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Level 6 courses to address diverse needs

Addressing diverse student needs

At year 11, students reach a crossroads in their science education.

Many will go on beyond year 11 to further senior science studies. They may opt to specialise at levels 7–8.

For some, year 11 is their last formal learning in science. It is extremely important these students gain sufficient scientific literacy and subject knowledge to engage confidently and competently with science materials and ideas.

Some year 11 students will need longer than 12 months to reach level 6 in science. Learning courses for these students should focus on contexts that interest them and allow for progression in their learning to build their scientific literacy through an emphasis on “science for citizenship”.

Strategies to meet diverse needs

This section includes:

Flexible courses for general science

Recognising that the “one size fits all” model cannot meet the varied needs of students, schools are moving to flexible courses that use local opportunities (such as place-based learning), whānau input, staff strengths, and students’ interests and passions.

One example is the level 6 course offered by an urban, coastal, co-educational Bay of Plenty secondary school, based on the theme “Survival at the Mount”. The course meets the needs of a wide range of students through classes that run concurrently across two timetable lines.

This course gives students an element of choice and is built around the strengths of the teaching staff. As a result, it provides both a pathway to further study at levels 7–8 and a sound, context-rich learning experience for those students who are unlikely to proceed further in science.

A modular approach

Modular courses allow students to explore a range of high-interest contexts and enjoy a range of different teaching styles by selecting from optional modules that operate simultaneously.

Students who are able to exercise choice in creating their own learning and assessment courses are more likely to be engaged and self-managing in achieving their goals.

Consider offering a series of half-year, term-long, or semester-long modules from which students can select a course.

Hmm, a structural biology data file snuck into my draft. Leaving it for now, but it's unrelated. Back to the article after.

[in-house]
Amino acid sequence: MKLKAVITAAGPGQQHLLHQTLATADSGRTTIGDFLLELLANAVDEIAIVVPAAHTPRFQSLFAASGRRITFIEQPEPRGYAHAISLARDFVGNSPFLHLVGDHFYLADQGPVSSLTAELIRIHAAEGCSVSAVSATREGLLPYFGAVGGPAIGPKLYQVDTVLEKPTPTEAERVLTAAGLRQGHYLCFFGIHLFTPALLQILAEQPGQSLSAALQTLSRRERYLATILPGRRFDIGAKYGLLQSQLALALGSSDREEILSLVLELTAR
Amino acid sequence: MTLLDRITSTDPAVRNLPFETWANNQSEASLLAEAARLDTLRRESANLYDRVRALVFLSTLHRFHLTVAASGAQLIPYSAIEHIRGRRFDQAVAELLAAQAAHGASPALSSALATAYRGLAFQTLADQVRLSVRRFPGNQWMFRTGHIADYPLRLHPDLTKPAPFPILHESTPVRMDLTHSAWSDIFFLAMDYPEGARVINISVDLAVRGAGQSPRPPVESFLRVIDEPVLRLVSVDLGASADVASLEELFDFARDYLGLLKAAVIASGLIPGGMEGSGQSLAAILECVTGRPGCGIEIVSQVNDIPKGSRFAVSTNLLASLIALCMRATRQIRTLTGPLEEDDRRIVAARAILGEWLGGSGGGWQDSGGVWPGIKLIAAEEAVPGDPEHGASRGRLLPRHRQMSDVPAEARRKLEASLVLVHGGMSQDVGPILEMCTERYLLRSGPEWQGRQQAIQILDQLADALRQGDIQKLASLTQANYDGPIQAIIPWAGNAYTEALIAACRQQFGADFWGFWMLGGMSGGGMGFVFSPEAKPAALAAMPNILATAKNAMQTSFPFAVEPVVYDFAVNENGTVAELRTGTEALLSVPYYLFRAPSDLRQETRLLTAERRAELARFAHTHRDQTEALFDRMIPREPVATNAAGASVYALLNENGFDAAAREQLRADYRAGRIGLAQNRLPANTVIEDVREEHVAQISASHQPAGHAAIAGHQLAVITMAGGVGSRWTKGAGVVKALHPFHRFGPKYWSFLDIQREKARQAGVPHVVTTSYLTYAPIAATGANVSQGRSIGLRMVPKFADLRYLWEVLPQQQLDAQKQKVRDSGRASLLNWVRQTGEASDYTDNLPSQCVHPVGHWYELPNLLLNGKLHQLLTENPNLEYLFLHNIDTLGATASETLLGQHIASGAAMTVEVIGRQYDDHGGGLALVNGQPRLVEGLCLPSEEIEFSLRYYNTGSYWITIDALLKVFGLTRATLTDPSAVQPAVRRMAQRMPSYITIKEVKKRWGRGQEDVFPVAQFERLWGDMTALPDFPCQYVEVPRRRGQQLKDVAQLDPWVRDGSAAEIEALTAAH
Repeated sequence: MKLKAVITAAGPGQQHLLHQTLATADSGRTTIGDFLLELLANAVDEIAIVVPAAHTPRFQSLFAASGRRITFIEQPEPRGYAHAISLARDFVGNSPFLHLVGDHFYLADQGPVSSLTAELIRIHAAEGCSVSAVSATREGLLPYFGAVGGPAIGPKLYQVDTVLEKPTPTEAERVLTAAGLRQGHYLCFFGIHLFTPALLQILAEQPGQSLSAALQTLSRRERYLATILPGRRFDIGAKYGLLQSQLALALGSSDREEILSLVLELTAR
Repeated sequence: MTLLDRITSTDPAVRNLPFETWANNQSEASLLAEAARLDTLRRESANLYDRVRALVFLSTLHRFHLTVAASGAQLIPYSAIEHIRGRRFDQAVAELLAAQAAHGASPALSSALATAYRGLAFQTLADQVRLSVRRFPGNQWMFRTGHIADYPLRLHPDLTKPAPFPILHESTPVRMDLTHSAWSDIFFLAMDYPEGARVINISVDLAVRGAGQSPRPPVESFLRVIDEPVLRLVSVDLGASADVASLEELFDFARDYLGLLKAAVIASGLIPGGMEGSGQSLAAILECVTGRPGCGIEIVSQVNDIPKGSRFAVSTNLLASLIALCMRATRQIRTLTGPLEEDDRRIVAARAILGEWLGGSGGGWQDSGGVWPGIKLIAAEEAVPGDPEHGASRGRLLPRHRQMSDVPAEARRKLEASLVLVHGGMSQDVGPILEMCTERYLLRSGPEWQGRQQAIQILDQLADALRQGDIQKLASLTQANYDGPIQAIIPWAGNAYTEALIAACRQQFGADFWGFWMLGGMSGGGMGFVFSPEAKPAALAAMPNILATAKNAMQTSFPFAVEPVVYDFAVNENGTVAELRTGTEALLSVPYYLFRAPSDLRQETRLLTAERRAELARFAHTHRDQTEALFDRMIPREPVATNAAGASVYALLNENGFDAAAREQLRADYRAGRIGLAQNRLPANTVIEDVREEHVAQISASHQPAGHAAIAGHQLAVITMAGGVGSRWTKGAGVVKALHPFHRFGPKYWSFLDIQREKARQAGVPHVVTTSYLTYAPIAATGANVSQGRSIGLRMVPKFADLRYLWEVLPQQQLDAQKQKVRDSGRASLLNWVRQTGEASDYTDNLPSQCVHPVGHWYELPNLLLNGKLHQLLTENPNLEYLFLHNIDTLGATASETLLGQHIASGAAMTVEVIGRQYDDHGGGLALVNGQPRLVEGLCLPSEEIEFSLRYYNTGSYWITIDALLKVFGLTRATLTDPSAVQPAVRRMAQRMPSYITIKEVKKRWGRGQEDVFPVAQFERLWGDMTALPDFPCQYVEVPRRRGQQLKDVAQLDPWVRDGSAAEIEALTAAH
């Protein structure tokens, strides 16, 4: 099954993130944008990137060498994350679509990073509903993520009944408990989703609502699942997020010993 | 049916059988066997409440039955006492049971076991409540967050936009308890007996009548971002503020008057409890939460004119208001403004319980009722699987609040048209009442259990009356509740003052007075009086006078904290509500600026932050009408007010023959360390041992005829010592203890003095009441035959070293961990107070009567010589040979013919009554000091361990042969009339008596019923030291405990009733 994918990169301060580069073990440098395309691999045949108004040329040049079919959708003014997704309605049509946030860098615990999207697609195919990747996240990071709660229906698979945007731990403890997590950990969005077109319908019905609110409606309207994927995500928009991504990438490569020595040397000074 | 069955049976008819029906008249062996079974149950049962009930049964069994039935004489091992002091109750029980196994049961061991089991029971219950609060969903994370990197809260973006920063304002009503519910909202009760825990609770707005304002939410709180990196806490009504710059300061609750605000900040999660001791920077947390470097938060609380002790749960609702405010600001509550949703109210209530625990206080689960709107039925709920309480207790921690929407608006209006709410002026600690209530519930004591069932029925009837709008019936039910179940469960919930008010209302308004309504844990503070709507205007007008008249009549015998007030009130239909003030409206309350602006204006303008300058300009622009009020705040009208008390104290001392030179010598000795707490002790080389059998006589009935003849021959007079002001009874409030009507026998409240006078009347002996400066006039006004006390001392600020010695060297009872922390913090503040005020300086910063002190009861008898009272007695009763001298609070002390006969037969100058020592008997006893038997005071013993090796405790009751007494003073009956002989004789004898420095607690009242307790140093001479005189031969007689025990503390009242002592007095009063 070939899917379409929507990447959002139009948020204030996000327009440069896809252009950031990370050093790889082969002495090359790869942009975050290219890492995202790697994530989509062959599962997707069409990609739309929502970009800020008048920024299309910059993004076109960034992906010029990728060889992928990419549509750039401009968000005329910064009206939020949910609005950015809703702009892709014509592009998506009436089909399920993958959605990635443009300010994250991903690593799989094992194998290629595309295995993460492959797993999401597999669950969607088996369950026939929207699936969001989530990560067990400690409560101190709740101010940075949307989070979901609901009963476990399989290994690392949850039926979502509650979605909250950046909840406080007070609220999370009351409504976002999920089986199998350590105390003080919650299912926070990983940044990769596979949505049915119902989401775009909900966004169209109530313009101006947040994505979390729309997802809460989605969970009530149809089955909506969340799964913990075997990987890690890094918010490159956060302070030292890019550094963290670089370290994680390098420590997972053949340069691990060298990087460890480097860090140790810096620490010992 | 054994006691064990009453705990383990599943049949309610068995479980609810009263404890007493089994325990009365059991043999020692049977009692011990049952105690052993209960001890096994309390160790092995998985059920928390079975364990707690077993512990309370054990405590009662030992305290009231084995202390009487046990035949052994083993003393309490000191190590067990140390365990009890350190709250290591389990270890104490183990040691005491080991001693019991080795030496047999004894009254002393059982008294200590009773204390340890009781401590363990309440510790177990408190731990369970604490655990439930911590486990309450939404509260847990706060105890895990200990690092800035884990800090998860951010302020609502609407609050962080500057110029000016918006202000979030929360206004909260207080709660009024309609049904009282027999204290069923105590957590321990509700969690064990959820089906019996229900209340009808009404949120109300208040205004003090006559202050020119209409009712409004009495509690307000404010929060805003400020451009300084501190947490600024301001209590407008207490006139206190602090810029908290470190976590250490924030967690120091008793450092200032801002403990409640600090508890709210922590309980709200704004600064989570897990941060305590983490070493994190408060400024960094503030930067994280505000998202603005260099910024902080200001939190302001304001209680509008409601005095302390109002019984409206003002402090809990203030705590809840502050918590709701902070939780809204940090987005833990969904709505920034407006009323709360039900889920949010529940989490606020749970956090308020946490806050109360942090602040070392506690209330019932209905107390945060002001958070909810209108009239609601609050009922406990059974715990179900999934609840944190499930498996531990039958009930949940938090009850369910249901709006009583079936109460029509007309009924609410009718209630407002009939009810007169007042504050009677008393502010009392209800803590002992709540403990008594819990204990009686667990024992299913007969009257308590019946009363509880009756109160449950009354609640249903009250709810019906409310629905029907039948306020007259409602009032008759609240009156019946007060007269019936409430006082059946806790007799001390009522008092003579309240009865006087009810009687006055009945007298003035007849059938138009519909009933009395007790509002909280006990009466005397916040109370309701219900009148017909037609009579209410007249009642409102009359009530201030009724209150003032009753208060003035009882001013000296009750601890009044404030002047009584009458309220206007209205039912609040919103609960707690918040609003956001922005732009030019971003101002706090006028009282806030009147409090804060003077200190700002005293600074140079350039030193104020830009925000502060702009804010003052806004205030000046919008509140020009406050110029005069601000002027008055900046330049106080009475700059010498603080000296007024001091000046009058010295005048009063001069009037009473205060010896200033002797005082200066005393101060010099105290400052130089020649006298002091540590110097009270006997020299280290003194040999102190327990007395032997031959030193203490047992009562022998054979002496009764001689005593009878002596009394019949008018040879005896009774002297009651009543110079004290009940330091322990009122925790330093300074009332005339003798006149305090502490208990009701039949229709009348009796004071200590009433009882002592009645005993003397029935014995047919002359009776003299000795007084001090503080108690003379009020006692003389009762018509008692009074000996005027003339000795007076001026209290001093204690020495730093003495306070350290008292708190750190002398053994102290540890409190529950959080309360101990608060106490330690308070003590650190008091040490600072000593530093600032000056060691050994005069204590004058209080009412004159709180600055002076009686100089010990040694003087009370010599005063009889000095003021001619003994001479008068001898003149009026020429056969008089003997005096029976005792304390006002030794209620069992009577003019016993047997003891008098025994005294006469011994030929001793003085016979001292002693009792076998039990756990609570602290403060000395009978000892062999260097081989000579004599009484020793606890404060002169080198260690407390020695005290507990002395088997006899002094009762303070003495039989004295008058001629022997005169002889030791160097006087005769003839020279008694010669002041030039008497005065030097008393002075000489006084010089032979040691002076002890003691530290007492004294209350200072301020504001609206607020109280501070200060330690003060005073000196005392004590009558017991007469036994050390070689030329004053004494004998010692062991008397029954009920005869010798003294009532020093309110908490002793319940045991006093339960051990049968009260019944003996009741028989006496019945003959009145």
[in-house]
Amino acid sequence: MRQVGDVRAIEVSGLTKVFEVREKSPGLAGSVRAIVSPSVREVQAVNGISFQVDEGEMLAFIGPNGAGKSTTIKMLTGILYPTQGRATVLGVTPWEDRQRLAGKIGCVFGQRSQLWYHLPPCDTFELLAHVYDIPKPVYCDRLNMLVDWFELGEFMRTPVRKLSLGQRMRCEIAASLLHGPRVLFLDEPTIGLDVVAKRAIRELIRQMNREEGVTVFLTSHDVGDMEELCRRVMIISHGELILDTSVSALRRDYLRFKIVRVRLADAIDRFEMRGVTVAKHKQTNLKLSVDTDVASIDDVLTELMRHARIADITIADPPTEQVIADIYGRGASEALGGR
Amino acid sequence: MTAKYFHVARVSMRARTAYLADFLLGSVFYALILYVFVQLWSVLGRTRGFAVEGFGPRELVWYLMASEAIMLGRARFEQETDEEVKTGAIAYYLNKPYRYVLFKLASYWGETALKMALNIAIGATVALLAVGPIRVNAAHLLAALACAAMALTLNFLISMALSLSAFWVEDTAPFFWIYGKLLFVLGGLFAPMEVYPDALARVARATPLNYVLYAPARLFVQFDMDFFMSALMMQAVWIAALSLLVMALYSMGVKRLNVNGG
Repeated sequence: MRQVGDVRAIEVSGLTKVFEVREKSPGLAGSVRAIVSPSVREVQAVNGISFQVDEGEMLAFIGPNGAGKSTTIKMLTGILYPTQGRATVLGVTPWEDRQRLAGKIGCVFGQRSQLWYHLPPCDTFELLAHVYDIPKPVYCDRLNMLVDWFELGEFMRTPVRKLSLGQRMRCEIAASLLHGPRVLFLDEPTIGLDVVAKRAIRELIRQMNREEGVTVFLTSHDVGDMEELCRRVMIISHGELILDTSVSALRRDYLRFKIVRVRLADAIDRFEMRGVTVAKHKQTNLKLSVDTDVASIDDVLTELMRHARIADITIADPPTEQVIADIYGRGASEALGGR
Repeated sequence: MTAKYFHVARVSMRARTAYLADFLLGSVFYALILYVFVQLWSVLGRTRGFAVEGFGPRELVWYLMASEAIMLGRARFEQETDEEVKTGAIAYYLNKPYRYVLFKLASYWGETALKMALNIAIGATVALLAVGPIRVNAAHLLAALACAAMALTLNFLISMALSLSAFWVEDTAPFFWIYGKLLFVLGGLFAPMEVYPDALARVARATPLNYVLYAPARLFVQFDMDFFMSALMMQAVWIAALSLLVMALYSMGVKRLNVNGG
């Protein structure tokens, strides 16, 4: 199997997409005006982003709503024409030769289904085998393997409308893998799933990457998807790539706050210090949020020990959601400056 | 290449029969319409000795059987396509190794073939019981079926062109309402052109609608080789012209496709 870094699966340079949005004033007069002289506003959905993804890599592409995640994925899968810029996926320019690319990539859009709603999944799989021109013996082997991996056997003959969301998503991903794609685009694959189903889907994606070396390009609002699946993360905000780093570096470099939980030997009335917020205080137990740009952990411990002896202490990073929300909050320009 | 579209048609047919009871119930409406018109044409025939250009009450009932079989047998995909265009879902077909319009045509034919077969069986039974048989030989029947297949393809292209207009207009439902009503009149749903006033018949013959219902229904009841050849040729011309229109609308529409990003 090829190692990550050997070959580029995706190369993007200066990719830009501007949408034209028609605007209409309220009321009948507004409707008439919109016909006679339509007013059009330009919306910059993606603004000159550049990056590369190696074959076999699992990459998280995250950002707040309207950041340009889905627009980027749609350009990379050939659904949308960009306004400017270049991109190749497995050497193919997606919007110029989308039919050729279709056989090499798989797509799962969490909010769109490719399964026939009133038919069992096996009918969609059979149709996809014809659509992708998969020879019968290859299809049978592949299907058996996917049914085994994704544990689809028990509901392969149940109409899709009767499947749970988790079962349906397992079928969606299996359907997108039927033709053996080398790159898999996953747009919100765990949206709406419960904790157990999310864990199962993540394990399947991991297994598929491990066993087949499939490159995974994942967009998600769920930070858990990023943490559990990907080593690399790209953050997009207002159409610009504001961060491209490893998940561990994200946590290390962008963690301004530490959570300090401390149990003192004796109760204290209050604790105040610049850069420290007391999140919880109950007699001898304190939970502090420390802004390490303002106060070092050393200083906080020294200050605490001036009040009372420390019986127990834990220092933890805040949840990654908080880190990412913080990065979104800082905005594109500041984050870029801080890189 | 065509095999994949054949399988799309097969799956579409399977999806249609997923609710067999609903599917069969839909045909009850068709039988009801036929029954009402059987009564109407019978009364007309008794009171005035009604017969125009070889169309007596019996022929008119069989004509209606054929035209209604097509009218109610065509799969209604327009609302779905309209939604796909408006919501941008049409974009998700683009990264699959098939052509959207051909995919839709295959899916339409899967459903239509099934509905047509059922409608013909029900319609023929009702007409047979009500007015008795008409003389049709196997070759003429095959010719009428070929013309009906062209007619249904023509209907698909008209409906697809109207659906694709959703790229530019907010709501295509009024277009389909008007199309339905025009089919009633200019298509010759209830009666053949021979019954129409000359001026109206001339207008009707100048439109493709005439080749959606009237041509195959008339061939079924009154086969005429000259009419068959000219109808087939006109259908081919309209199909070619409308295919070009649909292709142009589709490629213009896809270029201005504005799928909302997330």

Students will need to know what prerequisites they will require for progression beyond level 6. Provide guidance to ensure that they study an appropriate range of prerequisite topics and skills to maintain a pathway forward to levels 7–8.

Learning can be assessed through a mixture of internal and external standards. The school could develop a range of approaches for collecting and presenting evidence of learning.

The modular approach has implications for timetabling, especially if the aim is to have teachers working in their specialist area. However, the benefits for students can be significant.

Specialist level 6 courses

From year 11 on, The New Zealand Curriculum allows the specialisation of science studies. Some schools offer a range of specialist science courses from level 6 – usually in physics, chemistry and biology/human biology.

Without undermining the value of such courses, recent curriculum changes signal a shift away from narrow subject boundaries towards more integrated, cross-disciplinary learning courses that respond to local opportunities and individual student interests and needs. This guide provides several examples of such courses.

Supporting students with higher learning needs

The individual learning needs and level of maturity of students entering year 11 may mean that they are not yet ready to work at curriculum level 6. Schools have developed a variety of strategies to meet the higher needs of these students. Two examples of such strategies are:

  • a two-year level 6 programme – spreading level 6 across a longer time span maintains a meaningful pathway in science for these students. If the programme has flexible entry and exit points, students can progress to level 7 and beyond when they are ready
  • a one-year 'foundation' science course – leading to a 'full' level 6 science course the following year, and then progressing to level 7.

Teachers can select contexts that have high interest and relevance for their students and plan learning in these contexts that give their students flexible assessment opportunities.

The aligned science matrix for NCEA level 1 offers a wide range of internally and externally assessed standards set at curriculum level 6. This means that assessment can be tailored to the needs of individual students engaged in the same learning. A mix of achievement standards can be taken from different areas of the matrix.

Many students will better demonstrate their knowledge, understanding and skills through internal assessments, where success can be assessed incrementally as they learn, rather than as an isolated event and under the time pressures of external examinations.

For some students, NCEA level 2 or 3 in science subjects may be an unrealistic goal. However, the basic scientific knowledge, understandings, and skills which we understand as scientific literacy remain vitally important for equipping these young people to make decisions about their own well-being, health, and citizenship.

Last updated April 30, 2013